If you’re working on a concept shoot or even a commercial shoot, you might need models to make your concept come to life. If you’re new to working with models, how do you find them? Depending on your needs, here are a few suggestions.

  1. If you need an experienced model, try looking at a modeling or talent agency.
  2. Connect with models in model and photographer meetup groups on social media.
  3. For personal shoots, you may choose to use your friends for models. Just make sure they are made aware of the terms of the shoot. Do they get a print from the shoot or is this simply for fun? Will their likeness be published online or in print and are they ok with that?
  4. Send out a model call to your client base or friends list. Again, make sure you set some terms upfront and that they are ok with them.
  5. Get a signed model release.

5. Hair, Makeup and Styling

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Styling is an important step that is often skipped, especially if you’re going with a more journalistic style. If you’re truly art directing and creating a dream shoot, styling is important. At WorkStory, we produce a “behind-the-scenes” genuine look at a company, their service, and/or product, and personalities of their employees. Even though we aren’t going to be styling them into an outrageous look, we still want them to look their best. We take some time to talk about styling during their pre-shoot consultation. We give suggestions for what to wear, what not to wear, how to clean up their workspace to be camera ready and suggest they have their hair and make-up professionally done.

For a concept, glamour, fashion, portfolio, and even a regular portrait session, I highly recommend you work with some stylists to really elevate the quality of your images. If you’ve never worked with a hair, makeup, wardrobe or prop stylist, try it! Here are some ideas for finding people to work with.

  1. Call a stylist you admire and see if they are available for hire.
  2. Ask your own hair/make-up stylist if they would like to trade services for incredible imagery they can use in their advertising.
  3. Contact a local boutique or designer who has clothing in the style you are looking for and ask if they would like to style your shoot with their clothing. Offer to pay them or trade for images.
  4. Contact a local college and see if you can collaborate with students who need to work on a “real-world” project. Beauty schools, fashion programs, interior design students, etc. all need experience and are dying to get it. Make sure expectations are clearly set. You might need to officially apply to be part of an internship program. Check the laws and rules associated with this in your area or with the specific school you hope to work with.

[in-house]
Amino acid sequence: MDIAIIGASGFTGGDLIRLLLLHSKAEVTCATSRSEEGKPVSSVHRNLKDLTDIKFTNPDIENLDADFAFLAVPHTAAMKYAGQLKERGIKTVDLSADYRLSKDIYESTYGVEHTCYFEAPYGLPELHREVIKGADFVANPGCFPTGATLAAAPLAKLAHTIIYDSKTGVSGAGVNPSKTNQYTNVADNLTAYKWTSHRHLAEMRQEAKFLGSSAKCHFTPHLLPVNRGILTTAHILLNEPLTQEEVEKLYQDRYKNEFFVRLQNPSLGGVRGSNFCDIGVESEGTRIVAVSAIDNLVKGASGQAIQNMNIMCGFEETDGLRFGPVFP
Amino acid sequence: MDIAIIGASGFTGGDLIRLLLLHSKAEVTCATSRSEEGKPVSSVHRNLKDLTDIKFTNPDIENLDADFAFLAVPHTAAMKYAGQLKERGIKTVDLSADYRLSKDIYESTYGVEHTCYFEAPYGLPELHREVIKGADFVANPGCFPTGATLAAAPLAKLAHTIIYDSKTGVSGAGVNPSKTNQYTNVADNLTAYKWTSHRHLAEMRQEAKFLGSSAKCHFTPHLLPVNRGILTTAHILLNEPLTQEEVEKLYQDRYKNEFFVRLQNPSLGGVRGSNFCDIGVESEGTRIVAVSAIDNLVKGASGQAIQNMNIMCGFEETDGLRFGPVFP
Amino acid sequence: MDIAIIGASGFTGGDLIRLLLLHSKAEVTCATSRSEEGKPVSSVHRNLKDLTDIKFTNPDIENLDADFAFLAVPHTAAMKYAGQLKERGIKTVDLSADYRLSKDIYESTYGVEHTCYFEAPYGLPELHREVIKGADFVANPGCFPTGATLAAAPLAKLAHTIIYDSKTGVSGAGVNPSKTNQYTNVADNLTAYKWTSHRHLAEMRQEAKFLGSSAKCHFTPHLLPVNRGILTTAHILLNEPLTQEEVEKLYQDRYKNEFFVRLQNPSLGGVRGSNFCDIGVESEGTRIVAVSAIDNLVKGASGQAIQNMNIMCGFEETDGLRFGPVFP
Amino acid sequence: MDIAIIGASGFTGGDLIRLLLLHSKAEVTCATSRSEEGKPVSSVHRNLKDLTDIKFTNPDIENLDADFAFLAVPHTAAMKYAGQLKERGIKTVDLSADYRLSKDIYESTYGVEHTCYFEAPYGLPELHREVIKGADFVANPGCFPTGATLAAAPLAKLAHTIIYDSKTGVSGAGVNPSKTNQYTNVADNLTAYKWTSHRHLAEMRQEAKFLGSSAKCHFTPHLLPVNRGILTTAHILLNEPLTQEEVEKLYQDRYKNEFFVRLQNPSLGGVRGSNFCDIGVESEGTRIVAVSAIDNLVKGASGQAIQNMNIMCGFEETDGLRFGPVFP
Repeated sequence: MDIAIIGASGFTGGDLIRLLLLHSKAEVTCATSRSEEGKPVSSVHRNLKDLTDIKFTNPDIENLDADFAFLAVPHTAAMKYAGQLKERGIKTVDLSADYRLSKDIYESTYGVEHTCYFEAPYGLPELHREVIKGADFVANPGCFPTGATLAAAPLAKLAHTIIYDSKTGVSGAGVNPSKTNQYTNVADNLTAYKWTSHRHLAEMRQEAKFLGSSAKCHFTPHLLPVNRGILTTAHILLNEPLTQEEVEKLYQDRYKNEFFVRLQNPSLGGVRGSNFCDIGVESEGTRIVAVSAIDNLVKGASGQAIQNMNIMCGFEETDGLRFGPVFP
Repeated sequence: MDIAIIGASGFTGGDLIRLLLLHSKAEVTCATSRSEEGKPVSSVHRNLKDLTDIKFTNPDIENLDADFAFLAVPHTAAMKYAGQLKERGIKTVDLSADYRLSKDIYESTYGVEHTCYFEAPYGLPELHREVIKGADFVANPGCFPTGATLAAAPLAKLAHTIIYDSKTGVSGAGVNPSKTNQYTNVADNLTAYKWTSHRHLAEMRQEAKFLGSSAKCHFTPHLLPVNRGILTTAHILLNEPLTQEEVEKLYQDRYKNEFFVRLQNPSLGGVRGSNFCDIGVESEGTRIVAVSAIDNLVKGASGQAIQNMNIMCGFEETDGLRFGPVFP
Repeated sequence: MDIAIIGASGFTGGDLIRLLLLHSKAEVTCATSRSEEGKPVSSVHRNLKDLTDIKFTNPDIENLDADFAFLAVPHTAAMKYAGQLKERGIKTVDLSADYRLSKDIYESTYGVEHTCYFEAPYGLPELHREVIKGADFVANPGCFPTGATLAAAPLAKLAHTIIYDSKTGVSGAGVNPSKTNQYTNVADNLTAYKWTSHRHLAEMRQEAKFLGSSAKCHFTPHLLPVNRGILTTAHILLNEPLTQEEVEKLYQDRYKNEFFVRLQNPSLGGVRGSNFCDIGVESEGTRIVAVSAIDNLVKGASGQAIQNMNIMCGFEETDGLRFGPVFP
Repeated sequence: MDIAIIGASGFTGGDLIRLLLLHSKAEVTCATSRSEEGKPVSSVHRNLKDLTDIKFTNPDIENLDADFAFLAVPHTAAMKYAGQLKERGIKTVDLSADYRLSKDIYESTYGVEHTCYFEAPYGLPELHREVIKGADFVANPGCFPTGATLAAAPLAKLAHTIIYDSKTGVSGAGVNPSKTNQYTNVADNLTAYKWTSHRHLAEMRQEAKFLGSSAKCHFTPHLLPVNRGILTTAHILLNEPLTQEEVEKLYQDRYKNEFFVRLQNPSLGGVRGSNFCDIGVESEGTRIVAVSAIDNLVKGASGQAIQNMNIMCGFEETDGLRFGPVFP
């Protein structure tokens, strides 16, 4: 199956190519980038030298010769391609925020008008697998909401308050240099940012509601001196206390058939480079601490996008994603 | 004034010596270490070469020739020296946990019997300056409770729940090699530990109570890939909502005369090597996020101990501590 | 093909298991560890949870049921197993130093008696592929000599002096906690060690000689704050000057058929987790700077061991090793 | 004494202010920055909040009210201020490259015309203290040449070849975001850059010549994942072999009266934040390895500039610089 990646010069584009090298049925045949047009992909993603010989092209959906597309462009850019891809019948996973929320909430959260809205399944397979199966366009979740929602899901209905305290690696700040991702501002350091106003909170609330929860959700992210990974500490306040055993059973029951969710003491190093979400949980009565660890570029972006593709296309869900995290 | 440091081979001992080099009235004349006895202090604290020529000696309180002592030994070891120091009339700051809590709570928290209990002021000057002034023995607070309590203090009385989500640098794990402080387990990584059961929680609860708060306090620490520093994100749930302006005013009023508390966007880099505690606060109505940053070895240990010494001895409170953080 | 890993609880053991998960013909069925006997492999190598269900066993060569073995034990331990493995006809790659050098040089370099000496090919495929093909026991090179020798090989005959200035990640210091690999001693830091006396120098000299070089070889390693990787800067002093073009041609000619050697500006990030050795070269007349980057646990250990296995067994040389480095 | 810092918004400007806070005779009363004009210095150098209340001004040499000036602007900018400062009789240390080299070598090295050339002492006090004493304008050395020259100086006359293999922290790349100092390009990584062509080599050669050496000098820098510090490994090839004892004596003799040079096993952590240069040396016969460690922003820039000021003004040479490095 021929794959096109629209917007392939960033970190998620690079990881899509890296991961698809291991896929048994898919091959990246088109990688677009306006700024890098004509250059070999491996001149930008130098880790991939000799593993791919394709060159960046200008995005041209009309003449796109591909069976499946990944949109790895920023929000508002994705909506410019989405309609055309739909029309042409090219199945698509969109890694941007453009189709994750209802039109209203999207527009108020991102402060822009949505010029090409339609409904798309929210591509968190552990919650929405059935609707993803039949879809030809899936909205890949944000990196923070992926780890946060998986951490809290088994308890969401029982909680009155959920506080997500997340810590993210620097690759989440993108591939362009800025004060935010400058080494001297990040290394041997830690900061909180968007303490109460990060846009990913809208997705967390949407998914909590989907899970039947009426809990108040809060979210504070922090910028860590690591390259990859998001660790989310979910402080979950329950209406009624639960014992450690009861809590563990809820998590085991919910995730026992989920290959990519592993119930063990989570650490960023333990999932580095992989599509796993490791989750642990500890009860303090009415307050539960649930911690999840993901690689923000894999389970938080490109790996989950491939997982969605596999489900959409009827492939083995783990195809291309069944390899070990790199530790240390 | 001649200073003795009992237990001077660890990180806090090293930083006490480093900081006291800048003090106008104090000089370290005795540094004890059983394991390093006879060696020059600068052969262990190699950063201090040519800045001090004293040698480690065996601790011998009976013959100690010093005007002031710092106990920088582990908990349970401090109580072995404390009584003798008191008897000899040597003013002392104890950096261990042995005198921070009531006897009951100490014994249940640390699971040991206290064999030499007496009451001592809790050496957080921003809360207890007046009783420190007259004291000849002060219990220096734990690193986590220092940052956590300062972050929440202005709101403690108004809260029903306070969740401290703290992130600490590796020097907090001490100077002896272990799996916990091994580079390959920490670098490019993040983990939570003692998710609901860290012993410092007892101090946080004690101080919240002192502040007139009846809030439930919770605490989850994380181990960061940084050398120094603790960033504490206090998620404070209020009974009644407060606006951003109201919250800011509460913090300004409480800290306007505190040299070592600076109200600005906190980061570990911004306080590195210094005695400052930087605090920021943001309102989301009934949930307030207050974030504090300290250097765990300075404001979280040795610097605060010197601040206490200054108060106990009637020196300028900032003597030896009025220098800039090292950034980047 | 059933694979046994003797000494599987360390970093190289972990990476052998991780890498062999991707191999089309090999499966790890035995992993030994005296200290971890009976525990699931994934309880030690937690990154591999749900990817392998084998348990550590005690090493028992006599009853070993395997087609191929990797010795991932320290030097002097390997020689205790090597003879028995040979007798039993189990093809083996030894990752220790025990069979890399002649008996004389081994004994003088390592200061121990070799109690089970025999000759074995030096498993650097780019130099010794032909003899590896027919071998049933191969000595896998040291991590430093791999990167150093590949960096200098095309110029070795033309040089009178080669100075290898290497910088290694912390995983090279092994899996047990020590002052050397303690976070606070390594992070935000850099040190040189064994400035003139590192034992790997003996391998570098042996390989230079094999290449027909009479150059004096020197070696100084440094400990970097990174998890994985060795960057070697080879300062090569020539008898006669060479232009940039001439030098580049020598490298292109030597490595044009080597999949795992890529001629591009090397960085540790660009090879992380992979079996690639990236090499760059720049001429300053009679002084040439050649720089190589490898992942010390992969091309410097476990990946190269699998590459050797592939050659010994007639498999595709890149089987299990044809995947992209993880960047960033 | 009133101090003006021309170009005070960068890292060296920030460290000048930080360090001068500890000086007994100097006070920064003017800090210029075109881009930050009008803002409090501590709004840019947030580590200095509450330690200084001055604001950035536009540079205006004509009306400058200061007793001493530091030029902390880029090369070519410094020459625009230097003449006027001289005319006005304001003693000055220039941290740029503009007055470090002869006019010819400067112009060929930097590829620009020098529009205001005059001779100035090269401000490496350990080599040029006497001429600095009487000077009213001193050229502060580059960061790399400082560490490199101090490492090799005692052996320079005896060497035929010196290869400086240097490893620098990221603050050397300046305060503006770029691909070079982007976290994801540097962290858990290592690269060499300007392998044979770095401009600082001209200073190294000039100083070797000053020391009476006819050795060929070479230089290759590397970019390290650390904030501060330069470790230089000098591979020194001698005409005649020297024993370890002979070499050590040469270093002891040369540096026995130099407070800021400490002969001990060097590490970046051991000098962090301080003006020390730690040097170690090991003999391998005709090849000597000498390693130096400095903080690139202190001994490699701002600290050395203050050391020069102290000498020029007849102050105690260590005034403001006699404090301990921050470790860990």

6. Plan Lighting & Execution

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Now that you’ve planned everything else, it’s time to make a plan for which gear and lighting techniques you’ll need to use to create the images you’re planning to create. If you only use natural light, you may still need a reflector, scrim or another way to modify the light. Will you need an assistant or two? Whether you’re shooting with available light or creating your own light, here are a few things to consider.

  1. Will you be in a tight space? What constraints will that put on which gear you can use?
  2. Will you be creating images from a specific vantage point? What should you bring to make that happen? A step ladder for bird’s eye view? A blanket or tarp if you need to lay in the dirt?
  3. Will you need wide angle, macro or a different specialty lens?
  4. Will you need to overpower the sun with a strobe or can you get away with some constant LED lights?
  5. Do you have enough batteries?
  6. Do you need radio triggers, light stands, modifiers, super clamps?

7. Maximize the Effectiveness of the Shoot

After the shoot, make sure you maximize the time and effort that you spent by using the images to grow your brand, make connections, and market your business.

  • Post on Instagram and Facebook – Be sure to tag and “add as a collaborator” all of the businesses, locations, and models from the shoot on Instagram and Facebook.
  • Create a Reel on Instagram – Don’t just use the images once!  After the regular post, create a Reel out of the images to get even more marketing mileage out of the shoot.
  • Share the Images – Share the images with everyone involved so that they can use them for their marketing needs.  Be sure to ask that they credit you each time the images are used.
  • Blog the Images or Add to Your Portfolio – Take the time to rename your images and upload them to a blog entry or your portfolio.  Follow best SEO practices to ensure that they can be discovered!

Now that you know how to plan a photoshoot, it’s time to get out and do it.  They can be a lot of work, but the experience is full of benefits and rewards!